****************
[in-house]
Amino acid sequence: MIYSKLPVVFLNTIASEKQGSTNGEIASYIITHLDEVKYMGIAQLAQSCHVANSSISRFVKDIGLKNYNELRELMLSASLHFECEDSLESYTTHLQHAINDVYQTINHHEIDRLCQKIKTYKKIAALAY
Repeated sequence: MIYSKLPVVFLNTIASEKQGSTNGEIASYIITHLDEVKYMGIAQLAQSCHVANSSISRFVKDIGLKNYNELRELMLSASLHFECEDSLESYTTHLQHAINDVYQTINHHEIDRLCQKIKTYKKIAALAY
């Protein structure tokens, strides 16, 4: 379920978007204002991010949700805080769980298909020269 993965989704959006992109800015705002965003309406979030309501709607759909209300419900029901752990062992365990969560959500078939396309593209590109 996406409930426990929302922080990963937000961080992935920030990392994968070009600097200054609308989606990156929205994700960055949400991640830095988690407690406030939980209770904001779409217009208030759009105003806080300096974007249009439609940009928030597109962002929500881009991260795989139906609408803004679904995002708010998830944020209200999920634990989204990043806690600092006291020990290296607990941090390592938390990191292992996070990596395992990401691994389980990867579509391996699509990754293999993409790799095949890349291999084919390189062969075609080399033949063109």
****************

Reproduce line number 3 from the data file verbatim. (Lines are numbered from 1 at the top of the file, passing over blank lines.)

Repeated sequence: MIYSKLPVVFLNTIASEKQGSTNGEIASYIITHLDEVKYMGIAQLAQSCHVANSSISRFVKDIGLKNYNELRELMLSASLHFECEDSLESYTTHLQHAINDVYQTINHHEIDRLCQKIKTYKKIAALAY